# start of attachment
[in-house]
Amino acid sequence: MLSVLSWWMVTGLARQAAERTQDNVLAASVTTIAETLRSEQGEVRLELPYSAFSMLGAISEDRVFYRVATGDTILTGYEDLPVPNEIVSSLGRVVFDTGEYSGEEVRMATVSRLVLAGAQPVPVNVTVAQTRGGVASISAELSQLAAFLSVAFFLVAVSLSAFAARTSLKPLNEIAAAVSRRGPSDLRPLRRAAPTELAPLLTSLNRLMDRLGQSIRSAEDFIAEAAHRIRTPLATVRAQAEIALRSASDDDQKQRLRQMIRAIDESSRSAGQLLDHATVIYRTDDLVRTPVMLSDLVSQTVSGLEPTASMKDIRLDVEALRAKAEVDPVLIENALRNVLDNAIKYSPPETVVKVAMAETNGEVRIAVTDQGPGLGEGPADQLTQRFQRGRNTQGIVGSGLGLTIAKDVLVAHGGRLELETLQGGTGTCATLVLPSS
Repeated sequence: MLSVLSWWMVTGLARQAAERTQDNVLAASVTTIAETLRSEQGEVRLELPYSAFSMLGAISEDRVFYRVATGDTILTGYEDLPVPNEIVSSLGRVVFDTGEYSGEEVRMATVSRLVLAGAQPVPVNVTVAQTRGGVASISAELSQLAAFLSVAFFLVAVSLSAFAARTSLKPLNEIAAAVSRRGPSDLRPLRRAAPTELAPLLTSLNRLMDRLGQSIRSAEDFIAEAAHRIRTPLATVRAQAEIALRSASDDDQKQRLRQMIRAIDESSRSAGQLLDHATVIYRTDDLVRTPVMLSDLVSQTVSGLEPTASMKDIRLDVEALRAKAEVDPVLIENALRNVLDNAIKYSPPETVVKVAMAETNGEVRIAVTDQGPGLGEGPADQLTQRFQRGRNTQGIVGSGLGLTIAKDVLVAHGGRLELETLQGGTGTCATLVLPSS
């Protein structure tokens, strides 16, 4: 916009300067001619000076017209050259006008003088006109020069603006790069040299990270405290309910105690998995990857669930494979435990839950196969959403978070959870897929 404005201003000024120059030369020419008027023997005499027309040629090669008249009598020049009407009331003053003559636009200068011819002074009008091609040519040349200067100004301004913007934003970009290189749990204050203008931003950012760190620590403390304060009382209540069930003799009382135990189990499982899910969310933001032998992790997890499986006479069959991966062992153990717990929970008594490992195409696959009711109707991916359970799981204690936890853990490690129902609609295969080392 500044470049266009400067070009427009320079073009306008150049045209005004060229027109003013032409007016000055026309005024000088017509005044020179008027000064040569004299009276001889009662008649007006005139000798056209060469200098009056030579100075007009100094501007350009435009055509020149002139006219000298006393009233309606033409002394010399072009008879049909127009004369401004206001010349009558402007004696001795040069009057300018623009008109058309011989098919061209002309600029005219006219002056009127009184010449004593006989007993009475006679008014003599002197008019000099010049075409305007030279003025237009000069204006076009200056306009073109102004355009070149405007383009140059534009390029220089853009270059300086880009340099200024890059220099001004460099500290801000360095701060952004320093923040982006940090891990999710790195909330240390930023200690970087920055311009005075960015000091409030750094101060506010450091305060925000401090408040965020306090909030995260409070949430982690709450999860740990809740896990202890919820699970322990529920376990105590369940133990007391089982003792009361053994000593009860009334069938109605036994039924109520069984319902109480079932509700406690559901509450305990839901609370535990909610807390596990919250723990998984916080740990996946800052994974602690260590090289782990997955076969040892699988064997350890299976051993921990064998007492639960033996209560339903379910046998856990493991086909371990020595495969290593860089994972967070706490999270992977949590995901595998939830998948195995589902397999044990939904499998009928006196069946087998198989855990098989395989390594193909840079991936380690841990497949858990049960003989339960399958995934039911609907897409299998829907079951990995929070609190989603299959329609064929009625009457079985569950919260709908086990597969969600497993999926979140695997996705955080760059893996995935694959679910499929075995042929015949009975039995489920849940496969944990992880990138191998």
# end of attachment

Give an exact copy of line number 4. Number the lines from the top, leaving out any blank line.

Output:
């Protein structure tokens, strides 16, 4: 916009300067001619000076017209050259006008003088006109020069603006790069040299990270405290309910105690998995990857669930494979435990839950196969959403978070959870897929 404005201003000024120059030369020419008027023997005499027309040629090669008249009598020049009407009331003053003559636009200068011819002074009008091609040519040349200067100004301004913007934003970009290189749990204050203008931003950012760190620590403390304060009382209540069930003799009382135990189990499982899910969310933001032998992790997890499986006479069959991966062992153990717990929970008594490992195409696959009711109707991916359970799981204690936890853990490690129902609609295969080392 500044470049266009400067070009427009320079073009306008150049045209005004060229027109003013032409007016000055026309005024000088017509005044020179008027000064040569004299009276001889009662008649007006005139000798056209060469200098009056030579100075007009100094501007350009435009055509020149002139006219000298006393009233309606033409002394010399072009008879049909127009004369401004206001010349009558402007004696001795040069009057300018623009008109058309011989098919061209002309600029005219006219002056009127009184010449004593006989007993009475006679008014003599002197008019000099010049075409305007030279003025237009000069204006076009200056306009073109102004355009070149405007383009140059534009390029220089853009270059300086880009340099200024890059220099001004460099500290801000360095701060952004320093923040982006940090891990999710790195909330240390930023200690970087920055311009005075960015000091409030750094101060506010450091305060925000401090408040965020306090909030995260409070949430982690709450999860740990809740896990202890919820699970322990529920376990105590369940133990007391089982003792009361053994000593009860009334069938109605036994039924109520069984319902109480079932509700406690559901509450305990839901609370535990909610807390596990919250723990998984916080740990996946800052994974602690260590090289782990997955076969040892699988064997350890299976051993921990064998007492639960033996209560339903379910046998856990493991086909371990020595495969290593860089994972967070706490999270992977949590995901595998939830998948195995589902397999044990939904499998009928006196069946087998198989855990098989395989390594193909840079991936380690841990497949858990049960003989339960399958995934039911609907897409299998829907079951990995929070609190989603299959329609064929009625009457079985569950919260709908086990597969969600497993999926979140695997996705955080760059893996995935694959679910499929075995042929015949009975039995489920849940496969944990992880990138191998």